“Hillary Clinton and several thousand diplomats around the world are going to have a heart attack when they wake up one morning, and find an entire repository of classified foreign policy is available, in searchable format, to the public,” Manning told Lamo in an online chat session.
Manning anticipated watching from the sidelines as his action bared the secret history of U.S. diplomacy around the world.
“Everywhere there’s a U.S. post, there’s a diplomatic scandal that will be revealed,” Manning wrote of the cables. “It’s open diplomacy. Worldwide anarchy in CSV format. It’s Climategate with a global scope, and breathtaking depth. It’s beautiful, and horrifying.”
Wikileaks has acknowledged possessing the Afghanistan video and representatives of the organization indicated in media interviews that it will release the video soon. The organization has denied that it received 260,000 classified cables.
In his chats with Lamo, Manning discussed personal issues that got him into trouble with his Army superiors and left him socially isolated, and said he had been demoted and was headed for an early discharge from the military.
He claimed to have been rummaging through classified military and government networks for more than a year and said the networks contained “incredible things, awful things … that belonged in the public domain, and not on some server stored in a dark room in Washington, D.C.”
Manning discovered the Iraq video in late 2009, he said. He first contacted Wikileaks founder Julian Assange sometime around late November last year, he claimed, after Wikileaks posted 500,000 pager messages covering a 24-hour period surrounding the Sept. 11 terror attacks. ”I immediately recognized that they were from an NSA database, and I felt comfortable enough to come forward,” he wrote to Lamo.
In January, while on leave in the United States, Manning visited a close friend in Boston and confessed he’d gotten his hands on unspecified sensitive information, and was weighing leaking it, according to the friend. “He wanted to do the right thing,” 20-year-old Tyler Watkins told Wired.com. “That was something I think he was struggling with.”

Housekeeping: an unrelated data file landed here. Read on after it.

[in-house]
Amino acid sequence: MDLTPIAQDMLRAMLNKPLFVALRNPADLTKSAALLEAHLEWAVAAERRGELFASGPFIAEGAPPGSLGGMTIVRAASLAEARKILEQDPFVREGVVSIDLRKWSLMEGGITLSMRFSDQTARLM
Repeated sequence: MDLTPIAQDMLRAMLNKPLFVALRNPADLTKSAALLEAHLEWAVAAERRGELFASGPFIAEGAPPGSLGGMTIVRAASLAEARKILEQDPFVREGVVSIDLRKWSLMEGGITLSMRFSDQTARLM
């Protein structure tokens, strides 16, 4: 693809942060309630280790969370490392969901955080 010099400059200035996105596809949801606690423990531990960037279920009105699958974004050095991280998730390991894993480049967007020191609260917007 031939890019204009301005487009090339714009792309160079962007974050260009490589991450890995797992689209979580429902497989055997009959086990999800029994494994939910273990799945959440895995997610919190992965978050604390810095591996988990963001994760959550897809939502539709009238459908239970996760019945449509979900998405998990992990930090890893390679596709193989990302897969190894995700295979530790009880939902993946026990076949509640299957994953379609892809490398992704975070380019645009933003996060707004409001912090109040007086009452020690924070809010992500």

Manning passed the video to Wikileaks in February, he told Lamo. After April 5 when the video was released and made headlines, Manning contacted Watkins from Iraq asking him about the reaction in the United States.
“He would message me, ‘Are people talking about it?… Are the media saying anything?’” Watkins said. “That was one of his major concerns, that once he had done this, was it really going to make a difference?… He didn’t want to do this just to cause a stir…. He wanted people held accountable and wanted to see this didn’t happen again.”
Lamo decided to turn in Manning after the soldier told him that he leaked a quarter-million classified embassy cables. Lamo contacted the Army, and then met with Army CID investigators and the FBI to pass the agents a copy of the chat logs from his conversations with Manning. At their second meeting with Lamo on May 27, FBI agents from the Oakland Field Office told the hacker that Manning had been arrested the day before in Iraq by Army CID investigators.
As described by Manning in his chats with Lamo, his purported leaking was made possible by lax security online and off.
Manning had access to two classified networks from two separate secured laptops: SIPRNET, the Secret-level network used by the Department of Defense and the State Department, and the Joint Worldwide Intelligence Communications System which serves both agencies at the Top Secret/SCI level.
The networks, he said, were both “air gapped” from unclassified networks, but the environment at the base made it easy to smuggle data out.
“I would come in with music on a CD-RW labeled with something like ‘Lady Gaga,’ erase the music then write a compressed split file,” he wrote.
“No one suspected a thing and, odds are, they never will.”
“[I] listened and lip-synced to Lady Gaga’s ‘Telephone’ while exfiltrating possibly the largest data spillage in American history,” he added later.
”Weak servers, weak logging, weak physical security, weak counterintelligence, inattentive signal analysis … a perfect storm.”
Manning told Lamo that the Garani video was left accessible in a directory on a U.S. Central Command server, centcom.smil.mil, by officers who investigated the incident. The video, he said, was an encrypted AES-256 ZIP file.